This site uses cookies to improve your experience and to provide services and advertising. By continuing to browse, you agree to the use of cookies described in our Cookies Policy. You may change your settings at any time but this may impact on the functionality of the site. To learn more see our Cookies Policy.
OK
Dublin: 8 °C Saturday 29 February, 2020
Advertisement

Are Galway's hurlers the real deal or will they fall flat again?

Sunday’s Leinster final against Kilkenny will tell us more about Galway’s championship credentials.

Galway boss Anthony Cunningham is targeting Leinster and All-Ireland hurling glory.
Galway boss Anthony Cunningham is targeting Leinster and All-Ireland hurling glory.
Image: James Crombie/INPHO

JOE CONNOLLY MIGHT have jumped the gun when he suggested that there was a ‘lack of hope’ in Galway hurling before this year’s championship.

But Galway’s 1980 All-Ireland winning captain had a point and is well-qualified to make such a statement.

After all, it’s almost 27 years since Galway last lifted the Liam MacCarthy Cup and while they have gone close on a few occasions since, a maddening inconsistency has been the order of the day for the most part.

After scuttling Kilkenny in the 2001 and 2005 All-Ireland semi-finals, the Tribesmen couldn’t follow up with final glory, losing to Tipperary and Cork respectively.

There’s usually one good game, and sometimes two, in Galway on any given season but they haven’t shown enough in recent times to suggest that the famine will end any time soon. Until now, that is.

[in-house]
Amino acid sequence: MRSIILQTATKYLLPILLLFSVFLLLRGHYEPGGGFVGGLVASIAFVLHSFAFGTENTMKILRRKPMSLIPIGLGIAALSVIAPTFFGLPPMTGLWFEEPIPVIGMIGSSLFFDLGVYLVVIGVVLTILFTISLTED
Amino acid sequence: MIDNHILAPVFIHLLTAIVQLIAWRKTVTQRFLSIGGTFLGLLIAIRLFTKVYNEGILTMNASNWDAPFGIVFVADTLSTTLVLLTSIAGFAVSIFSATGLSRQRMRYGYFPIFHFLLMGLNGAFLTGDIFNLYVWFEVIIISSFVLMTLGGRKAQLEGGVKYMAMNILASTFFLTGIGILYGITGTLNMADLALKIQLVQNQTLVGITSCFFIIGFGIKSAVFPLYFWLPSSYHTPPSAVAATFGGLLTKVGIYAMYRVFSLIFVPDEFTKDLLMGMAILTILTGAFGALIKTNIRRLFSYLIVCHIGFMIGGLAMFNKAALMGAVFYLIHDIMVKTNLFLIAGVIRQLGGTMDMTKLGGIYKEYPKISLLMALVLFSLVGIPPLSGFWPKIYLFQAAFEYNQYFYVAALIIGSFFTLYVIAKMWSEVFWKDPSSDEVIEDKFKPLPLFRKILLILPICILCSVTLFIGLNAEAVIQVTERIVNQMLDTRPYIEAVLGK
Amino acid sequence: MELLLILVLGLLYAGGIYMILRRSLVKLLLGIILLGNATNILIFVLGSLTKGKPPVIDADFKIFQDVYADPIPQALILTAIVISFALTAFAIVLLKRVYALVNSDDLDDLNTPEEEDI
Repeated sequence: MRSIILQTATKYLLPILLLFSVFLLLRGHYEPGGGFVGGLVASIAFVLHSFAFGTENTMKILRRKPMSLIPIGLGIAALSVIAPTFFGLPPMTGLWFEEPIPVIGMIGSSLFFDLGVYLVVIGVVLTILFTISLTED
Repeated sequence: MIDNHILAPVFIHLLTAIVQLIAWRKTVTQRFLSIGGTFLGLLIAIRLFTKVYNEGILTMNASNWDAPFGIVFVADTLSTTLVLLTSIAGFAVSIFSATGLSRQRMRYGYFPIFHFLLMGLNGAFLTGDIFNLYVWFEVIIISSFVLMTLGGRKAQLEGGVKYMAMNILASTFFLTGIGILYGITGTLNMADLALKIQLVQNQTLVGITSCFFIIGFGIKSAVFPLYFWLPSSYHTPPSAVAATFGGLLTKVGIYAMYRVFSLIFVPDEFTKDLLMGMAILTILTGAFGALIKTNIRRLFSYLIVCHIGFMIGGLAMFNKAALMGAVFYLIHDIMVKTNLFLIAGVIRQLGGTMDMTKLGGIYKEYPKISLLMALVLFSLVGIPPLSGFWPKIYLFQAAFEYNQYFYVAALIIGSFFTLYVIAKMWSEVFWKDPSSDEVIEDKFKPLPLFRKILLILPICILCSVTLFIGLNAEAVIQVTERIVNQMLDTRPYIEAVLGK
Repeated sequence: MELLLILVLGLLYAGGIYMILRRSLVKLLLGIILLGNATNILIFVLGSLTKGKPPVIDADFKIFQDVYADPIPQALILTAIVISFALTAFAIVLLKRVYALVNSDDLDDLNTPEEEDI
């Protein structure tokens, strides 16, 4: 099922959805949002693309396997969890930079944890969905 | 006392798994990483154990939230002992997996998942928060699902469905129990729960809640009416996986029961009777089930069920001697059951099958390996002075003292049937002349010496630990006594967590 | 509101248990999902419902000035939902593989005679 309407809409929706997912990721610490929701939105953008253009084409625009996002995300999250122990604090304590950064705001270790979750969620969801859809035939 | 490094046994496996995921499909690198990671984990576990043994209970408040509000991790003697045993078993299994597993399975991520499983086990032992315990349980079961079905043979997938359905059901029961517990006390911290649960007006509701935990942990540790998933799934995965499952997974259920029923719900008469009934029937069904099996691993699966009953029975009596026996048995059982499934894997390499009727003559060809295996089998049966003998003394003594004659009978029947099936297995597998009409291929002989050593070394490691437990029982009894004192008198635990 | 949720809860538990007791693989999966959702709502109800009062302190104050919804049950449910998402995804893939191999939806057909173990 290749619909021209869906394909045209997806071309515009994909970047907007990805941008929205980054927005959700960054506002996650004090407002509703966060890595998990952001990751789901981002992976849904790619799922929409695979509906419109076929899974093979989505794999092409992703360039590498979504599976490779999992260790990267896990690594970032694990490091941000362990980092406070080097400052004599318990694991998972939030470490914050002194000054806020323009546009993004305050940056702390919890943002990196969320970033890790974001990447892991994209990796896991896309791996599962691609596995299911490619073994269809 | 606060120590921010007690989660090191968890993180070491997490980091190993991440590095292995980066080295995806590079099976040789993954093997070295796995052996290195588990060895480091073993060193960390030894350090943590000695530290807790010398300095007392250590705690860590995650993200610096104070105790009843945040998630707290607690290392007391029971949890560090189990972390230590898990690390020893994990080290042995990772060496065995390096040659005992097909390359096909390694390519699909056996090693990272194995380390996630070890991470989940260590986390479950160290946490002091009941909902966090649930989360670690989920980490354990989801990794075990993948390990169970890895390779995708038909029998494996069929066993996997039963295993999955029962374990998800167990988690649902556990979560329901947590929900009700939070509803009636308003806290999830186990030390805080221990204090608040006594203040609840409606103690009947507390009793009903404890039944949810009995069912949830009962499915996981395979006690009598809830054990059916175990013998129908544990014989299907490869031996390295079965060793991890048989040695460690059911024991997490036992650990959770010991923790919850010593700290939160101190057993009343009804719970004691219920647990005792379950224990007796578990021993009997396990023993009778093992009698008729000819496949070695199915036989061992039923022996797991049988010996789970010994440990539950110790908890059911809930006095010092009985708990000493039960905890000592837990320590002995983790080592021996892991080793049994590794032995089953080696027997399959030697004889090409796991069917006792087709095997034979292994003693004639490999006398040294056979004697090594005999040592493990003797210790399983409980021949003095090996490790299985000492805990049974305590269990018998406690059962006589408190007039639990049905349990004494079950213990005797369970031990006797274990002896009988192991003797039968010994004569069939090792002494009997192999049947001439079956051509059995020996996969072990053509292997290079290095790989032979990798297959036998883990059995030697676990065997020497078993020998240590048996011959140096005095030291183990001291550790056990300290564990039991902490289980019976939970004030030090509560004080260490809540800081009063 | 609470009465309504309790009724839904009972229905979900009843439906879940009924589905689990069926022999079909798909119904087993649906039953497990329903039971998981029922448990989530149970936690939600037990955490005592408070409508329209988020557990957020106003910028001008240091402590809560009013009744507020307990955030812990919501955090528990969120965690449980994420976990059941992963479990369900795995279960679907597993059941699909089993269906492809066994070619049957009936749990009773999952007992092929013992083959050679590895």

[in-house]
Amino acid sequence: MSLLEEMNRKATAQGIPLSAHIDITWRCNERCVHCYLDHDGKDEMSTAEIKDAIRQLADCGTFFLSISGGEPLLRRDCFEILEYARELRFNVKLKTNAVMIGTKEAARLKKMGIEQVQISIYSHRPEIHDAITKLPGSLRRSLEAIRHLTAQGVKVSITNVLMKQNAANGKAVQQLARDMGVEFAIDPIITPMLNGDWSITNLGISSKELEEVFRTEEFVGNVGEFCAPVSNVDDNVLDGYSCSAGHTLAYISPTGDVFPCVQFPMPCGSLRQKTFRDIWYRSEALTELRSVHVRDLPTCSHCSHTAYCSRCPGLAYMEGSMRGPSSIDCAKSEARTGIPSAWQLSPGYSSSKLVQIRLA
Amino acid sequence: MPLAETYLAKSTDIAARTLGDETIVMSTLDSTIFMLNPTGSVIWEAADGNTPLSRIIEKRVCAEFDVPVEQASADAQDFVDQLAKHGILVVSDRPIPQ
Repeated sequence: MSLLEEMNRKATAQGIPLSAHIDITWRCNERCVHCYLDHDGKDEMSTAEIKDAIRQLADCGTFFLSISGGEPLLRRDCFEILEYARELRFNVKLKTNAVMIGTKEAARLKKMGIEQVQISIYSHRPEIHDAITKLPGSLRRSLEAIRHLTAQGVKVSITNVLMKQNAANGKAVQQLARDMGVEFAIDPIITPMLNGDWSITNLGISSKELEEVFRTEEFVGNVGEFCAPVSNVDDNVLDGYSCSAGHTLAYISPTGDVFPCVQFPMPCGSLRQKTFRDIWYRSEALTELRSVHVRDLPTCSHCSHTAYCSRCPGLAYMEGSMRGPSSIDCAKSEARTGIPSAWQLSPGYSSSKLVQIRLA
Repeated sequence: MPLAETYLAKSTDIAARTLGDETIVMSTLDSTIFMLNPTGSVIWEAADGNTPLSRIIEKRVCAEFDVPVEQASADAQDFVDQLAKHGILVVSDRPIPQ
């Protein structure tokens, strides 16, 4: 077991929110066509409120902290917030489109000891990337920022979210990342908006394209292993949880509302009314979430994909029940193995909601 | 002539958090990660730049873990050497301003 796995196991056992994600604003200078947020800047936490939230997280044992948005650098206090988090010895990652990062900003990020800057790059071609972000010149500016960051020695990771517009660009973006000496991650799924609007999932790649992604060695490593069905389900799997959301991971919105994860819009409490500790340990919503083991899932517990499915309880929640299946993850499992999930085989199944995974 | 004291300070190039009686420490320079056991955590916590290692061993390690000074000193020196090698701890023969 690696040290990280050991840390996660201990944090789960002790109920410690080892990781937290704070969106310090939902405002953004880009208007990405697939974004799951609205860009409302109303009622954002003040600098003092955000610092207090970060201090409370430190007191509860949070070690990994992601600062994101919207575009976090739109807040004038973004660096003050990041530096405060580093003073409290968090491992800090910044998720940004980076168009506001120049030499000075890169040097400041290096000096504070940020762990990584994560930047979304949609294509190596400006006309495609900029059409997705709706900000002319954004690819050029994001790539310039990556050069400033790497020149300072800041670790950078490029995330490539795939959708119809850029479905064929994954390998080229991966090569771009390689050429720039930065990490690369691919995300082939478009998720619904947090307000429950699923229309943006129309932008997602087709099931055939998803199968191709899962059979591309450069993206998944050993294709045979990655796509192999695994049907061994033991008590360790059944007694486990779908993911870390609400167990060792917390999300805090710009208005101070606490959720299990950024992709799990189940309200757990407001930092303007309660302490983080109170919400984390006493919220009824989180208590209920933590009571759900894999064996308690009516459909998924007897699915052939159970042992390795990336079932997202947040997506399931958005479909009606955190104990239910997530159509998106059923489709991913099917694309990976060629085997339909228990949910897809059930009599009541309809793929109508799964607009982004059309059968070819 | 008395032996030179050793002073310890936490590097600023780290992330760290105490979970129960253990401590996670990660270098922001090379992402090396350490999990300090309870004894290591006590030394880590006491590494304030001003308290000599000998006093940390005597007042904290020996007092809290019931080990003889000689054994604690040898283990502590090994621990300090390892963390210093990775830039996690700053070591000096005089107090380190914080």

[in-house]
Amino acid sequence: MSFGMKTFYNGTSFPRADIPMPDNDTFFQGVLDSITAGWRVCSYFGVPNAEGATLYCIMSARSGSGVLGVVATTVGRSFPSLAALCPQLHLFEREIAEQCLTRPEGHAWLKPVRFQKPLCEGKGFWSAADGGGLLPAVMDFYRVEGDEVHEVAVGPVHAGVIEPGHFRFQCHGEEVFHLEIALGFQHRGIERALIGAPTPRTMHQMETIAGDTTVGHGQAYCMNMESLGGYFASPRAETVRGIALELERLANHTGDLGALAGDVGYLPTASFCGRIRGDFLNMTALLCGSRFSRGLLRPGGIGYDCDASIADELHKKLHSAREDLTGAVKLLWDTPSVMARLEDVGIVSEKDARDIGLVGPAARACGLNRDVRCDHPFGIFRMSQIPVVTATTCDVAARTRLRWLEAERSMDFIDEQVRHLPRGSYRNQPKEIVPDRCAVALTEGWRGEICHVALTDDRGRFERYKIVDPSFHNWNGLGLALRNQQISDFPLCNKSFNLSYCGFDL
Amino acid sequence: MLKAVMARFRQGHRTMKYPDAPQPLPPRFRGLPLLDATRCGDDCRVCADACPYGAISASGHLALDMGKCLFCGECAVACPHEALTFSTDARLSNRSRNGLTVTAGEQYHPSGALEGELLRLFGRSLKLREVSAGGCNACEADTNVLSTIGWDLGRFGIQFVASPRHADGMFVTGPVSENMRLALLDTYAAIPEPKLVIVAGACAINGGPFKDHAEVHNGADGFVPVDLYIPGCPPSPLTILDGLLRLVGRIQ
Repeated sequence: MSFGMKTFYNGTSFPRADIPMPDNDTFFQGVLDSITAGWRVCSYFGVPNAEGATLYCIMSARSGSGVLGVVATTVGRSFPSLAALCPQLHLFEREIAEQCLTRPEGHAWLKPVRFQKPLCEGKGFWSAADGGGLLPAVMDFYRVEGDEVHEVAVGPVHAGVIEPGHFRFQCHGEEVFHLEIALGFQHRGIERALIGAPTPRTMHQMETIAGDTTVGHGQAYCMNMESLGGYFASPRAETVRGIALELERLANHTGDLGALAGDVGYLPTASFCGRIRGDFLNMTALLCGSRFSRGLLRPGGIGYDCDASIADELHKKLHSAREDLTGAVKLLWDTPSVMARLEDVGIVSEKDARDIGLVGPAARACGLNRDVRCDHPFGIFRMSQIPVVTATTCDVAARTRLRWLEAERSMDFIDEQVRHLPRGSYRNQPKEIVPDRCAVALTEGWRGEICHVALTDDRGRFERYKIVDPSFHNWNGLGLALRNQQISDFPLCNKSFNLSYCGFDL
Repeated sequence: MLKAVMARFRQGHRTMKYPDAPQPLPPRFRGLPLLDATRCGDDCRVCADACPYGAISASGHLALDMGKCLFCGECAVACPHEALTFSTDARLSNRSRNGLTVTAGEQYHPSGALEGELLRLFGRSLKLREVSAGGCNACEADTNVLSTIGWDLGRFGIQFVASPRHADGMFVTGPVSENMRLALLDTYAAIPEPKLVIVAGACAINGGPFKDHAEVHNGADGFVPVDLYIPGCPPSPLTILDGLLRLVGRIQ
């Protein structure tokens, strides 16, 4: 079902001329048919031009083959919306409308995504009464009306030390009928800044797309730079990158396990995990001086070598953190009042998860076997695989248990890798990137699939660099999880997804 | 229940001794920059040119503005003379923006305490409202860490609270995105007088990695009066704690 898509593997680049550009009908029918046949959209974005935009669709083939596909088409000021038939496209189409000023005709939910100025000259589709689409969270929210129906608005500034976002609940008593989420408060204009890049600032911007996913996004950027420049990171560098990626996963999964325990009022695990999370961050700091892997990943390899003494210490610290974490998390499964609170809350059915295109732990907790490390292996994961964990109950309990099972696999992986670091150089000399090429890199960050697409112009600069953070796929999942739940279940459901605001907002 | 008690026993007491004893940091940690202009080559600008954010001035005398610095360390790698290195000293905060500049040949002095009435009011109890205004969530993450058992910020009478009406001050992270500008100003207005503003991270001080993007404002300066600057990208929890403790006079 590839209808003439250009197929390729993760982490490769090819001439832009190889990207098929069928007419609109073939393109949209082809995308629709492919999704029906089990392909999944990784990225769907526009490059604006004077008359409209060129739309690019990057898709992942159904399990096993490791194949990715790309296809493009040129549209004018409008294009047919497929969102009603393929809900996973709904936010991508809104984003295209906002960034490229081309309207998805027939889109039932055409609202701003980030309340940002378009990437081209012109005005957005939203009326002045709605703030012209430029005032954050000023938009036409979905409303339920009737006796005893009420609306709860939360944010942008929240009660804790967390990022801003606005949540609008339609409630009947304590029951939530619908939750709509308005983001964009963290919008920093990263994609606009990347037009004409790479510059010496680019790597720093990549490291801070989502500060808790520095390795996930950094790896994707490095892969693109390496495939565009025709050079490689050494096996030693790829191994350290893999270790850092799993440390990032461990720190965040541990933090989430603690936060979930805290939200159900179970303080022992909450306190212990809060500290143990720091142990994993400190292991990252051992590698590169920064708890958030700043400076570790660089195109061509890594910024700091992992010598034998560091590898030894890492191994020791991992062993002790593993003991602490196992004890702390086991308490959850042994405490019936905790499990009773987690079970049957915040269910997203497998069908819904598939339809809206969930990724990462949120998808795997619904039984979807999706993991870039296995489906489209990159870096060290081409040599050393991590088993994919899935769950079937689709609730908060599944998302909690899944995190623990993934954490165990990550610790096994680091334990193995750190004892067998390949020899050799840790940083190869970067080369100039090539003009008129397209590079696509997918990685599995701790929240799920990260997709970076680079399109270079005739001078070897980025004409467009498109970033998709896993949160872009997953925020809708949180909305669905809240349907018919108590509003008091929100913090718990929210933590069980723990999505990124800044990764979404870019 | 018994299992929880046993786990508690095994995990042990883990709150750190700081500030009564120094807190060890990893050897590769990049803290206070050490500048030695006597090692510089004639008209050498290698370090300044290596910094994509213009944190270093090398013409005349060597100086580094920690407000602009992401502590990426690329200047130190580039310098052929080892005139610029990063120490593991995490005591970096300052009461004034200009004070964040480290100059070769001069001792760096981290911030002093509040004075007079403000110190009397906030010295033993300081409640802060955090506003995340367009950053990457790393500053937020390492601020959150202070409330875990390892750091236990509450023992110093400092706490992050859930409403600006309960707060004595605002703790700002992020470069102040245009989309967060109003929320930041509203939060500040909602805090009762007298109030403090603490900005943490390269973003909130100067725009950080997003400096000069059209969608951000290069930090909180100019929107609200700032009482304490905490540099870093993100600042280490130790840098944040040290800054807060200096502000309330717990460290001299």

Paddy O'Brien and Eoin Kelly Tipperary pair Paddy O'Brien and Eoin Kelly celebrate victory over Galway in the 2001 All-Ireland final. Source: INPHO

With 8-47 in their last two championship outings, Galway are on a roll.

They blitzed a fancied Dublin outfit with devastating ease in a Leinster quarter-final replay before opening up Laois in the semi-final.

Galway might have taken a while to click into something approaching top gear against Laois but they were patient, sizing up the O’Moore men before going about their business in clinical fashion.

A lucky first goal helped them along the way but once Galway got a run on the opposition, they proved impossible to stop.

The winning margin was 20 points, compared to just two when the teams met last year.

Taking into account that Laois had made further progress, as evidenced by their victory over Offaly, Galway have moved on too.

Joe Canning scores a goal Joe Canning is in devastating form this summer. Source: Cathal Noonan/INPHO

They didn’t set the world alight in the Allianz League, far from it, but on fast ground the Westerners are capable of hurting any opponent.

Joe Canning is in wonderful form and seems to be hurling with a chip on his shoulder.

Canning presumably realises that time is running out as he aims to avoid the ‘one of the best players never to win an All-Ireland senior medal’ tag.

What’s helping too is the emergence of Cathal Mannion as a forward of real substance. Jason Flynn was flying too against Dublin before a broken finger ruled him out of the Laois game.

Cyril Donnellan is back to something approaching his robust best in 2012 and optimism is sweeping the county ahead of next Sunday’s Leinster final.

Source: HurlingGoals/YouTube

Mannion’s brother Padraig is a real gem in defence and nullified the impact of Mark Schutte in the rematch. At centre back, Iarla Tannian is hurling with assurance in a position that has caused Galway problems for years.